Date Published: Jan. 1, 1957
Organization: Natural Resources Canada
Formats: PDF JPG
Keywords:  climate, climate archives, meteorological data, meteorology, snow, weather
Federal

Contained within the 4th Edition (1974) of the Atlas of Canada is a map that shows the average annual number of days with precipitation. The main map is accompanied by a supplementary map at a scale of 1:40 000 000, outlining precipitation regions. As well, climatic graphs for selected stations which are noted on the supplementary map are included.

Last Updated: Mar. 14, 2022
Date Published: Jan. 11, 1969
Organization: Natural Resources Canada
Formats: PDF JPG
Keywords:  climate, meteorological data, meteorology, precipitation, weather
Federal

Contained within the 2nd Edition (1915) of the Atlas of Canada is a plate comprised of 11 maps. The two maps at the top of the plate show isothermal lines for summer and for the entire year, with temperature units measured in Fahrenheit. The annual isothermal lines follow an Easterly and Westerly direction which would obscure the beneficial effect indicated by the summer isotherms. The next four maps show precipitation and snowfall for Eastern and Western Canada in inches.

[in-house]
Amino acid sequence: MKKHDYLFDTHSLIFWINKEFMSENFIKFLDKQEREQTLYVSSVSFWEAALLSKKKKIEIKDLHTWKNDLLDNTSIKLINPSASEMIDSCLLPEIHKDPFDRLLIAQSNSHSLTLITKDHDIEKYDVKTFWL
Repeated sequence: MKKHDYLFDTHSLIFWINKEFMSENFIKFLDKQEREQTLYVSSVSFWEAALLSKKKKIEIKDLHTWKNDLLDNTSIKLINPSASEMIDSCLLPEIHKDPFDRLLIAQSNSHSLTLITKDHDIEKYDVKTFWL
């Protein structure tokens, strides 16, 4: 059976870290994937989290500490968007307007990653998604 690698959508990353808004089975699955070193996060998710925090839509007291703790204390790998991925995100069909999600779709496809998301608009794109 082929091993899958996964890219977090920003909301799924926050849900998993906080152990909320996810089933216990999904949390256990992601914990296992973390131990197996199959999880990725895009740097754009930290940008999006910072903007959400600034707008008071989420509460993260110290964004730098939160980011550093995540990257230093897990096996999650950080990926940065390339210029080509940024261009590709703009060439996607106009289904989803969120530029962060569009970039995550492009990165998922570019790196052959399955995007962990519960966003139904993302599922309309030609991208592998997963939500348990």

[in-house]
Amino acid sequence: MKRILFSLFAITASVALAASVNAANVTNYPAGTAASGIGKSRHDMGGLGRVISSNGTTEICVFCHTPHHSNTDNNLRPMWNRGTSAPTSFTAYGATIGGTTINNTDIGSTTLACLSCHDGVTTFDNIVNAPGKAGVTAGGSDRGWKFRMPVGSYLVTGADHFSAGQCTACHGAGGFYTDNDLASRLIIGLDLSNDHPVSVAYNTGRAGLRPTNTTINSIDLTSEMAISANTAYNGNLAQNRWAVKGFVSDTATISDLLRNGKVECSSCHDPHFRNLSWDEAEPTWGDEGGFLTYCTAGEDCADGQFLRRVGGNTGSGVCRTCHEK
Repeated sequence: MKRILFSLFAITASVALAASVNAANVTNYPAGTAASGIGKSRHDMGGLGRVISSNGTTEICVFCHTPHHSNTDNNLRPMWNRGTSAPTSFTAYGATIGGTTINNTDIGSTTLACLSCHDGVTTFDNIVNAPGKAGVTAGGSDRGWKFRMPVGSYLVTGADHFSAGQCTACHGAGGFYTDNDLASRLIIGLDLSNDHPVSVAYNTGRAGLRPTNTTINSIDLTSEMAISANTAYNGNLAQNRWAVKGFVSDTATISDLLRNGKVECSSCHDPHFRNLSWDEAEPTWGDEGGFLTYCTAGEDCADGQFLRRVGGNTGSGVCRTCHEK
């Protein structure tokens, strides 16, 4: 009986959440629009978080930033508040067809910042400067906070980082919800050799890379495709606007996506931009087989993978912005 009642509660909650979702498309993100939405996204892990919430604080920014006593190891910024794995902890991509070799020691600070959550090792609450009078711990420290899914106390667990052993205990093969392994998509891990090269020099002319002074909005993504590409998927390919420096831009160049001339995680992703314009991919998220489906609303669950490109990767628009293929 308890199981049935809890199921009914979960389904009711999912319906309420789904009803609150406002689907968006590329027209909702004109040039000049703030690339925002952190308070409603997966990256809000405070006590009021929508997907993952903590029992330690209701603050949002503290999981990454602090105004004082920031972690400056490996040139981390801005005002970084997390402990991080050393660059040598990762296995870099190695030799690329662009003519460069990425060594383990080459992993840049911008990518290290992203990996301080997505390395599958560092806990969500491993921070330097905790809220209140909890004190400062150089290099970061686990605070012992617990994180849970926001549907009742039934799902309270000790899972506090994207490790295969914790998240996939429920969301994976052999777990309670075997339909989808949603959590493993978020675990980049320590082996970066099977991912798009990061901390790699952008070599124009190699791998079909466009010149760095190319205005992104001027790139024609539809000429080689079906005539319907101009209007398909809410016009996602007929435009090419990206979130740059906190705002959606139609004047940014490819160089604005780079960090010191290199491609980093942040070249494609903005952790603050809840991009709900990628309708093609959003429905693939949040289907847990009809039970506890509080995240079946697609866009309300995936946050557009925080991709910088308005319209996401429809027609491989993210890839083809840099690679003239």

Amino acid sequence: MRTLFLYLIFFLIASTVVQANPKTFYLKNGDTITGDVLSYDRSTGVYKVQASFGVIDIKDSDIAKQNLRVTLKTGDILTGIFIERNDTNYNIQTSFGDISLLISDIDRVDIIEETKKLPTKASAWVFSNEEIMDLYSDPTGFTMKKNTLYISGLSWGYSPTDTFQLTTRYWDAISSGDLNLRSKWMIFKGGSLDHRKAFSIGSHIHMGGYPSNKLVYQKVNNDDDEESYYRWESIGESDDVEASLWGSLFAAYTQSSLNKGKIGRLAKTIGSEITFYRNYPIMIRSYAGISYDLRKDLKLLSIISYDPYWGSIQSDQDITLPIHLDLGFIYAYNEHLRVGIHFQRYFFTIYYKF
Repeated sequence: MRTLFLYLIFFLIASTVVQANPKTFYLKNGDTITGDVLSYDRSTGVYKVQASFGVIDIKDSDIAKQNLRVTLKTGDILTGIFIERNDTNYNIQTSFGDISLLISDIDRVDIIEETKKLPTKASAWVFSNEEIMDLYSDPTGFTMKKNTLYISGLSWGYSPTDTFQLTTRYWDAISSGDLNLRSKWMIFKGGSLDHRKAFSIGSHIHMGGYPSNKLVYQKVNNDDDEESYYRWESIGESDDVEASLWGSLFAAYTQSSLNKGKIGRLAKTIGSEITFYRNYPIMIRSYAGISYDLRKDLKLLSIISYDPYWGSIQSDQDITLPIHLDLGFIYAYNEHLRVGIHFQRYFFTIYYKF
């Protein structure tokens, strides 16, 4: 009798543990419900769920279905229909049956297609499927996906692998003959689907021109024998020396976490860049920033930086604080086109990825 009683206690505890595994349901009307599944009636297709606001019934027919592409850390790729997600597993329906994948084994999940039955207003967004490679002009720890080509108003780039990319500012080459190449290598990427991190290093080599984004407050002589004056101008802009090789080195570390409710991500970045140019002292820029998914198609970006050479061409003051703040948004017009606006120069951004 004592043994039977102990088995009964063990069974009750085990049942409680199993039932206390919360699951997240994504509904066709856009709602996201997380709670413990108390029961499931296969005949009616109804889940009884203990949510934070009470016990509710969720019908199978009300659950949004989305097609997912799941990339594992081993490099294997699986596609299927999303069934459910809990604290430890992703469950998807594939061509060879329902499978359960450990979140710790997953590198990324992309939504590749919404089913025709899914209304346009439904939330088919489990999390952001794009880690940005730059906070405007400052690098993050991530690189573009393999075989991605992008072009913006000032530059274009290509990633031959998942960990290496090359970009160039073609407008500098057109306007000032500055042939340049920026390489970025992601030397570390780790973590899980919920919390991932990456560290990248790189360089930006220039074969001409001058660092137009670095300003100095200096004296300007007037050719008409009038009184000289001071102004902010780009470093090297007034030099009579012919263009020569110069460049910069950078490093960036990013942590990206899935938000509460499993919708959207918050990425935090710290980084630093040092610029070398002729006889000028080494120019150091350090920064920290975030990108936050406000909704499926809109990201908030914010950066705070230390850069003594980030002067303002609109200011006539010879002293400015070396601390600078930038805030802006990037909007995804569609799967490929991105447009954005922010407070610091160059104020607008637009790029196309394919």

Last Updated: Mar. 14, 2022
Date Published: Jan. 1, 1915
Organization: Natural Resources Canada
Formats: PDF JPG
Keywords:  climate, climate archives, meteorological data, meteorology, precipitation, snow, weather
Federal

A simulation of projected changes in annual mean precipitation from the period 1961 to 1990 to the period 2040 to 2060 for Canada is shown on this map. In general, precipitation would increase as the century progresses and the climate warms and this is reflected in the annual average pattern. Also, the simulations show there are regions of both increasing and decreasing precipitation. Warmer surface temperature would speed up the hydrological cycle at least partially, resulting in faster evaporation and more precipitation.

Last Updated: Mar. 14, 2022
Date Published: Dec. 31, 2010
Organization: Natural Resources Canada
Formats: JP2 other ZIP
Keywords:  climate change, map
Federal

A simulation of projected changes in mean annual precipitation from the period 1975 to 1995 to the period 2040 to 2060, is shown on this map. On average, precipitation increases, but it is not evenly distributed geographically. There are marked regions of decreasing, as well as increasing precipitation, over both land and ocean. Annual average precipitation generally increases over northern continents, and particularly during the winter.

Last Updated: Mar. 14, 2022
Date Published: Dec. 31, 2010
Organization: Natural Resources Canada
Formats: JP2 other ZIP
Keywords:  climate change, map
Federal

A simulation of projected changes in mean annual precipitation from the period 1975 to 1995 to the period 2080 to 2100 is shown on this map. On average, precipitation increases, but it is not evenly distributed geographically. There are marked regions of decreasing, as well as increasing precipitation, over both land and ocean. Annual average precipitation generally increases over northern continents, and particularly during the winter.

Last Updated: Mar. 14, 2022
Date Published: Dec. 31, 2010
Organization: Natural Resources Canada
Formats: JP2 other ZIP
Keywords:  climate change, map